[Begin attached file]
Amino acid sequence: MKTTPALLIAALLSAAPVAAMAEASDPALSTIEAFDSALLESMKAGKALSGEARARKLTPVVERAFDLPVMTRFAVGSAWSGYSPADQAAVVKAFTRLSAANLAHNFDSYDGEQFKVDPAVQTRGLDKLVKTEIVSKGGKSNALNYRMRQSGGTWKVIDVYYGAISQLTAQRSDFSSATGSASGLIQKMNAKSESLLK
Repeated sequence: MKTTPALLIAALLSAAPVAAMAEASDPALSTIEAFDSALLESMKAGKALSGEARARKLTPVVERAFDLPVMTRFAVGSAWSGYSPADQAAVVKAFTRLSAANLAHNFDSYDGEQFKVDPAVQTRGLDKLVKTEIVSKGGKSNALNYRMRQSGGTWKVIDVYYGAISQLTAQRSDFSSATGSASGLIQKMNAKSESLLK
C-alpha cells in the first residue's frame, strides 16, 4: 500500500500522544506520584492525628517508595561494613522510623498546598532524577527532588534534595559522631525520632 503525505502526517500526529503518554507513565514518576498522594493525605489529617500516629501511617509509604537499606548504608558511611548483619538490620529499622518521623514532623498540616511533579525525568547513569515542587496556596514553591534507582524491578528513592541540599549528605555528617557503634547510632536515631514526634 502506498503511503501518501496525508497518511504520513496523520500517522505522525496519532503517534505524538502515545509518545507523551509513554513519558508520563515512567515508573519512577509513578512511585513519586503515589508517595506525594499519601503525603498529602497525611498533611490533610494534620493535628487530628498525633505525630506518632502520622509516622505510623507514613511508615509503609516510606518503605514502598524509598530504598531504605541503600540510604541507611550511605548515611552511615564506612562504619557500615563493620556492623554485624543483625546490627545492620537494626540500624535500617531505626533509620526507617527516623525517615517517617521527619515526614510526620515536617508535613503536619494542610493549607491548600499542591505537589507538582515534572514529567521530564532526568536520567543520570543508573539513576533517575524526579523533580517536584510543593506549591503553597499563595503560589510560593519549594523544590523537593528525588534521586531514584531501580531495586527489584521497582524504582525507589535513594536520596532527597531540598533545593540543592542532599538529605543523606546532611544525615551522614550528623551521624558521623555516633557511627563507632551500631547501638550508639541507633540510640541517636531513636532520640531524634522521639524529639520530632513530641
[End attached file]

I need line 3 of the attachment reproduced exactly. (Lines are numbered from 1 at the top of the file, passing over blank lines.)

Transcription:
C-alpha cells in the first residue's frame, strides 16, 4: 500500500500522544506520584492525628517508595561494613522510623498546598532524577527532588534534595559522631525520632 503525505502526517500526529503518554507513565514518576498522594493525605489529617500516629501511617509509604537499606548504608558511611548483619538490620529499622518521623514532623498540616511533579525525568547513569515542587496556596514553591534507582524491578528513592541540599549528605555528617557503634547510632536515631514526634 502506498503511503501518501496525508497518511504520513496523520500517522505522525496519532503517534505524538502515545509518545507523551509513554513519558508520563515512567515508573519512577509513578512511585513519586503515589508517595506525594499519601503525603498529602497525611498533611490533610494534620493535628487530628498525633505525630506518632502520622509516622505510623507514613511508615509503609516510606518503605514502598524509598530504598531504605541503600540510604541507611550511605548515611552511615564506612562504619557500615563493620556492623554485624543483625546490627545492620537494626540500624535500617531505626533509620526507617527516623525517615517517617521527619515526614510526620515536617508535613503536619494542610493549607491548600499542591505537589507538582515534572514529567521530564532526568536520567543520570543508573539513576533517575524526579523533580517536584510543593506549591503553597499563595503560589510560593519549594523544590523537593528525588534521586531514584531501580531495586527489584521497582524504582525507589535513594536520596532527597531540598533545593540543592542532599538529605543523606546532611544525615551522614550528623551521624558521623555516633557511627563507632551500631547501638550508639541507633540510640541517636531513636532520640531524634522521639524529639520530632513530641